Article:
Saturday, April 23, 2016

Everybody Wants Some!!

Tropic Sprockets by Ian Brockway

Everybody Wants Some!!

Richard Linklater is an indie auteur known for his rich character studies detailing Texas youth. In 2014's "Boyhood" the director pushed the boundaries of cinema by showing the evolution of a group of actors engaged in one story without a fixed script for over a decade.  The film won an Oscar for Best Supporting Actress.

Now with his latest "Everybody Wants Some!!" Linklater returns to the familar territory of young adulthood, as he did in the cult hit "Dazed and Confused" from 1993, which highlighted the 70s. In this outing, it is 1980 right before freshman year of college. Jake (Blake Jenner) is a pitcher set to start on the university team. Despite his good looks and athleticism, however, he is shy around girls. Jake rooms in a sloppy house with his other teammates. There is the arrogant  McReynolds who hates pitchers (Tyler Hoechlin), the cool guy Finn (Glen Powell), and Billy (Will Britain) a well meaning southerner who is mercilessly teased. There is also a trippy stoner Willoughby (Wyatt Russell) with a perpetual smile. Dale  (J. Quinton Johnson) who is the most casual and self-assured of the bunch.

The film is a picaresque medley of portraits as each character interacts with the congenial and innocent Jake. The group drinks a lot of Lone Star beer and talks about girls. The flow of the narrative is most amusing in its evocation of the past. Here Pink Floyd, Devo and Carl Sagan are everywhere, day-glo music videos are just starting and the most important thing is fitting in.

From one party to the next, Jake is a hyper pinball, bounced about and ricocheted into guy after guy. The boys become like wolves, savage and sarcastic. With each passing gathering, the social noose tightens and the freshman is expected to go home with a girl. The sight of the engaging and direct Beverly (Zoey Deutch) becomes the only respite.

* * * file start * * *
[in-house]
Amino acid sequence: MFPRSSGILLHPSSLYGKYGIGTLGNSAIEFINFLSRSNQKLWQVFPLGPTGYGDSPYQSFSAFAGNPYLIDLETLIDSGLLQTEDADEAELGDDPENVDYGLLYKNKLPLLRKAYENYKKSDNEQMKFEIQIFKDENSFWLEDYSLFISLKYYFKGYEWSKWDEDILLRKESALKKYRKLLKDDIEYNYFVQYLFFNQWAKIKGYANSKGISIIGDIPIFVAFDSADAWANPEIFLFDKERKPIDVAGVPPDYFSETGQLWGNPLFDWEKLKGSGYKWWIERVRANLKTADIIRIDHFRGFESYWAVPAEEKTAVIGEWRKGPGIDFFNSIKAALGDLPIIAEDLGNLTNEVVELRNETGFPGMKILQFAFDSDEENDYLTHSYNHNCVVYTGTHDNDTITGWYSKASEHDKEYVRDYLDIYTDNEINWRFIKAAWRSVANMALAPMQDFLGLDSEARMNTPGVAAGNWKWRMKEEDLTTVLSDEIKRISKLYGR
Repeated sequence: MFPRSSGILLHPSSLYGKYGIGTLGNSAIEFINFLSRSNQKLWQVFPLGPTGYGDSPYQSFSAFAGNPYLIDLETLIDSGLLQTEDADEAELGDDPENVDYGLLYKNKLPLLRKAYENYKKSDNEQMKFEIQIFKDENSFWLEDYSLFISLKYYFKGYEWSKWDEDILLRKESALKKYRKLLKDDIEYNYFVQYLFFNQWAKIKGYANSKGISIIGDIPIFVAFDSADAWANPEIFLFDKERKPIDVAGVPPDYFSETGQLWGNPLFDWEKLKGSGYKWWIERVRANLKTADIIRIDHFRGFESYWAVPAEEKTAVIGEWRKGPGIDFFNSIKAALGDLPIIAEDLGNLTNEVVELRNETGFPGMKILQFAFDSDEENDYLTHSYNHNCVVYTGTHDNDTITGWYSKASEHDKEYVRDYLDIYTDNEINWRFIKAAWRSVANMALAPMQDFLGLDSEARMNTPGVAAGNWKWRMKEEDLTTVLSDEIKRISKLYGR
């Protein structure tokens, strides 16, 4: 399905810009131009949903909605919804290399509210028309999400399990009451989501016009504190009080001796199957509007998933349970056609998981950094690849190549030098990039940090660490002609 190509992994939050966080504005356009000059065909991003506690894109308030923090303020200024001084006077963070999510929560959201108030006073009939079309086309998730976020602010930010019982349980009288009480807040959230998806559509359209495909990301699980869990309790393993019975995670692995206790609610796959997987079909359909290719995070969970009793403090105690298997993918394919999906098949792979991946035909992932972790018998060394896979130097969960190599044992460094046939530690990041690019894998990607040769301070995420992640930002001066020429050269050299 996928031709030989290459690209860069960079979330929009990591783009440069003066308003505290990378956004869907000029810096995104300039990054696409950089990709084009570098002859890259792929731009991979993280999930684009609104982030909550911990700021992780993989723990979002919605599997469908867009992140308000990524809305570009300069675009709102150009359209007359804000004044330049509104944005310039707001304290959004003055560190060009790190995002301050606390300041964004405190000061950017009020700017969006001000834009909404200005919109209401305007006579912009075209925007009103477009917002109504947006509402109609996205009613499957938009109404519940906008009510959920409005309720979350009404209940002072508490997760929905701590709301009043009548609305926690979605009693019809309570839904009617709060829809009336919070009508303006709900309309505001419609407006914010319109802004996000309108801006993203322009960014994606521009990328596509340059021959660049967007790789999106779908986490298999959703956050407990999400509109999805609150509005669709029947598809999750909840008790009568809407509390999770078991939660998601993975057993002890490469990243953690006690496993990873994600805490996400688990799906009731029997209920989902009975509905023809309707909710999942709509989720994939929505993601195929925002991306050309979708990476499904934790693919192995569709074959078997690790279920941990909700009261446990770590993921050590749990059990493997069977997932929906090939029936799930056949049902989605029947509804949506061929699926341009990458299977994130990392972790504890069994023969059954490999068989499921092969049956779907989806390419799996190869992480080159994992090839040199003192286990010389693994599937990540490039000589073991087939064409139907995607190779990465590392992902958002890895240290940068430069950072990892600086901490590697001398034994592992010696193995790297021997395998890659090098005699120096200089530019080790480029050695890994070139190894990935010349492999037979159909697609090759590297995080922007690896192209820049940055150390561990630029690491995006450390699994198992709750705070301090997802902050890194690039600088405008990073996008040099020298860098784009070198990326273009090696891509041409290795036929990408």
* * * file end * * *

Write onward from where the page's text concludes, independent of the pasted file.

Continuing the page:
The shenanigans depicted are very much in the mode of "Animal House" with phallic and winding insults while the drama is a great deal fluffier than the family dynamic shown in "Boyhood." However, the glossy and vivid moments  here are heartfelt and impactful. The very recitation of "Rapper's Delight"  puts one immediately and meaningfully in the year 1980. And, in a singular dance scene, Linklater shows both the joy and the anxiety of young adulthood by showing his characters just as they are on a floor, spastic in desperation. Wyatt Russell's potted soliloquy steals the show as well as instances, peppered here and there, when events might just move (however slightly) out of one's comfort zone.

Though "Everybody Wants Some!!" stays within gentle bounds as a companion piece to the earlier 1993 film, this second chapter has enough quirk to keep your eyes seeing neon.The best instances are the flashes of worry, and the nonsensical machismo displayed during a college party.

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